15. The octagonal building in via Rubens
The Canonical Houses of St. Barbara hide significant remains of late ancient Mantua. Archaeological excavations have brought to light thick foundations of a building. Its plan consists of two octagonal rings, one inside the other. It was presumably a baptistery; its purpose in 5th and 6th century AD is, however, still uncertain. It is indubitably a monumental architectural structure. After the latest excavations, researchers hope to answer questions about it which have never been addressed before.
At the beginning of 7th century, the octagonal building hosted a few tombs, both in the corridor between the walls and in the central area. In the majority of cases archaeologists could only observe looting which had happened in antiquity. In 2012 a sole tomb was found, completely intact and of a great value, orthogonally placed within the walls of the building. Four post-holes, at the edges of the rectangular pit, provide evidence of an ancient wooden structure, which probably looked like a sort of small hut, known as “hut of death”.
This model was widely spread in Lombard necropolis, both in Italy and in Pannonia-area, and certainly bears witness to a privileged burial.
In the via Rubens findings, the funerary hut covered the body of a young boy aged between 3 and 4, according to preliminary analysis conducted on a few teeth and a jawbone fragments, the sole preserved parts of the skeleton.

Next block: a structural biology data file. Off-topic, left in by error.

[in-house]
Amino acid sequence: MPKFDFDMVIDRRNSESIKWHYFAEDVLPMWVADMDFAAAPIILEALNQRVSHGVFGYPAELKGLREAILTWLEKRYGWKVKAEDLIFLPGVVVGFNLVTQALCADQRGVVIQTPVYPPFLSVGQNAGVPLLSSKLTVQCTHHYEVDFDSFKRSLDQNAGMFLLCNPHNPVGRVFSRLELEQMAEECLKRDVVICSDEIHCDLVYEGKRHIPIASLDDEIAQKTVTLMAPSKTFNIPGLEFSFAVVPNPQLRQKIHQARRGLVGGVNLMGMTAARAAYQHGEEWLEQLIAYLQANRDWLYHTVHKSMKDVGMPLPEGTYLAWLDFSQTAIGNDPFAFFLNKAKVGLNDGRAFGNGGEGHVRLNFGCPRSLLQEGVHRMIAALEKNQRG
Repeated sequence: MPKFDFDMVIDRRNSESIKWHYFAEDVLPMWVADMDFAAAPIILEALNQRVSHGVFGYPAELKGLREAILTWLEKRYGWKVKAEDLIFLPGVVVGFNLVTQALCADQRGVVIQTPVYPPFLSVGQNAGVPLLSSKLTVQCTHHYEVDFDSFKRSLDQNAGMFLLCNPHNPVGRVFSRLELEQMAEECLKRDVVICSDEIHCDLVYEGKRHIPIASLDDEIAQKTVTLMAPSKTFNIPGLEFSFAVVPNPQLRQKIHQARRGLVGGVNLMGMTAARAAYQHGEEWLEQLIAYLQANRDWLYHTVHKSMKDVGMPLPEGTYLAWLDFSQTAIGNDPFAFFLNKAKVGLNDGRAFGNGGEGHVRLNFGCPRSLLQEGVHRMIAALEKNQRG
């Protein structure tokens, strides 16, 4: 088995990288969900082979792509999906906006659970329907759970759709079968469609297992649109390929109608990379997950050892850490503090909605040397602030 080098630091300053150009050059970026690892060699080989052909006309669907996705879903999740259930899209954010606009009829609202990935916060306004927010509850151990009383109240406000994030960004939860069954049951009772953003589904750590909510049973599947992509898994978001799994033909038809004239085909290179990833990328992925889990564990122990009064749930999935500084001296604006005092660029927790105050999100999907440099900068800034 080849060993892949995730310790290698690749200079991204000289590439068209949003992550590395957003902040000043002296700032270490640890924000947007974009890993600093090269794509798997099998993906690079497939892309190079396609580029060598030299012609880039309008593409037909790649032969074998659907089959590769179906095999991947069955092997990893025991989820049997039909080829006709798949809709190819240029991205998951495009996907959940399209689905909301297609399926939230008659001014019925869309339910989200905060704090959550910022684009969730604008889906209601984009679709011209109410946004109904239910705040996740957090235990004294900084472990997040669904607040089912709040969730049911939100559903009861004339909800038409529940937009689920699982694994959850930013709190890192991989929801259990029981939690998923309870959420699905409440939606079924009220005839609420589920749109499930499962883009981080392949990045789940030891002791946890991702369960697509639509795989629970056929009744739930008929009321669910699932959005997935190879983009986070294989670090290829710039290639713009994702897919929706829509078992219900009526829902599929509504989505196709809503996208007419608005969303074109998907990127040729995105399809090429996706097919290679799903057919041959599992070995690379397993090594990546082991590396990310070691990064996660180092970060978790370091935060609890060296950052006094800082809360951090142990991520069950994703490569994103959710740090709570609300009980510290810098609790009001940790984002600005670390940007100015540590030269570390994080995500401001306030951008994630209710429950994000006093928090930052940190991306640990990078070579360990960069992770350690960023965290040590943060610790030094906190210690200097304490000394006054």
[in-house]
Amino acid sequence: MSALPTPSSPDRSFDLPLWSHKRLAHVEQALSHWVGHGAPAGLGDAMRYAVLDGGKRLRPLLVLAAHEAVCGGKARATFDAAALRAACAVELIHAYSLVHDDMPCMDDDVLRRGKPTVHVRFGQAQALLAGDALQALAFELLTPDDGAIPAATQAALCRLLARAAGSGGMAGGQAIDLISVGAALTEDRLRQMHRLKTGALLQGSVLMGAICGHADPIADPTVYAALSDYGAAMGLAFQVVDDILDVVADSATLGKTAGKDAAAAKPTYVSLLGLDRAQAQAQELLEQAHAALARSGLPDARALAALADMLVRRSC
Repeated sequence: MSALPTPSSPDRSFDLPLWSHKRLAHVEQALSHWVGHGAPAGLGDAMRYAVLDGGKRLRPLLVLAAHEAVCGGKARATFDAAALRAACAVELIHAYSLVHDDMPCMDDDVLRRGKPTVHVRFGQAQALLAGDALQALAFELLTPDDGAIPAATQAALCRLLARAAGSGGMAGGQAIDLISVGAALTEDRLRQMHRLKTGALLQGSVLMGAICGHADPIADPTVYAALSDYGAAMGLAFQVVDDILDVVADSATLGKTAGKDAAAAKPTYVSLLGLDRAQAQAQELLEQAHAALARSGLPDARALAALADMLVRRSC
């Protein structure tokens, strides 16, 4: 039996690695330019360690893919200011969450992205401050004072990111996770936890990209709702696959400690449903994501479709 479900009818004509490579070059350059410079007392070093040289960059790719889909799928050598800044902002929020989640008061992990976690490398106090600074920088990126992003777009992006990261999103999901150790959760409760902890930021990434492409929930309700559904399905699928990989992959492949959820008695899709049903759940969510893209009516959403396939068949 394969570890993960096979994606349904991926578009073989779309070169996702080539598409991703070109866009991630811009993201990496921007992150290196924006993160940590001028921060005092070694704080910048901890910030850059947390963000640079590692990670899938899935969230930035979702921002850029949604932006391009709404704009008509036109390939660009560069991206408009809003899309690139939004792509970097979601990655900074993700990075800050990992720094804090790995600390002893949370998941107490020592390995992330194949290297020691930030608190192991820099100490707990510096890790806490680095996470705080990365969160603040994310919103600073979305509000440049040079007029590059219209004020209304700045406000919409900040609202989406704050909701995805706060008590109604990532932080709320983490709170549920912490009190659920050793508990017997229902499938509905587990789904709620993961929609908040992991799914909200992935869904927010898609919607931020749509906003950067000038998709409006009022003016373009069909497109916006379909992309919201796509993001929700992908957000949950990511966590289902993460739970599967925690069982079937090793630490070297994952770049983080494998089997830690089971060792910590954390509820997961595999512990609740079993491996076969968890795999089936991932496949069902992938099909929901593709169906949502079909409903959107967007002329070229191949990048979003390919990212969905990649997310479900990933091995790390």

This young deceased, buried with his head oriented towards the West, was buried with the highest of honours and was equipped with extremely rich and varied grave goods, dating back to the end of the 6th - beginning of the 7th century A.D. On the right side of his head, researchers found a traditional roman-byzantine bronze jug as well as a common pottery cup. Around his neck there was a necklace made of silver wire, enriched with a small silver cross, a golden coin and glass-paste necklace beads. A very rich multiple belt, made with golden items and byzantine style decorations, was found around his waist, probably fixed by a small silver buckle. Always on his waist there was a small iron dagger, which has recently been studied. The study revealed evidence of a horn handle and a leather sheath, textiles belonging to clothes, veils and a cloth to wrap the weapon. To complete the grave goods, a small golden cross with no decorations, which would have embellished the small shroud.
After the octagonal building was abandoned, numerous stages of construction characterised via Rubens, from the 9th to 15th century. During the Middle Ages, nine churches were located inside Civitas vetus (old city), according to written records. Two of them lay in what would later become the area of St. Barbara’s Case dei Canonici. The northern church of St. Alessandro stands on the corner of vicolo Ducale. The southern church of Sts. Cosma e Damiano, which was qualified as “extremely ancient” already in 1586, was near via Tazzoli. The latest excavations have revealed very little information about these religious buildings. Archaeologists found two different cemeteries, probably close to the churches. Following Middle Ages funerary rituals, the burials had no grave goods at all. Only one gold Venetian coin, minted between 1361 and 1365, was found. It is a so-called “ducato” (or “zecchino” starting from 15th century).
One gothic architectural fragment, probably from St. Alessandro, might be part of a window and also dates back to 14th century. Remains of ancient buildings, which date from the 11th and 14th century, belonged to wealthy residencies, decorated with fireplaces and indoor and outdoor brick pavements.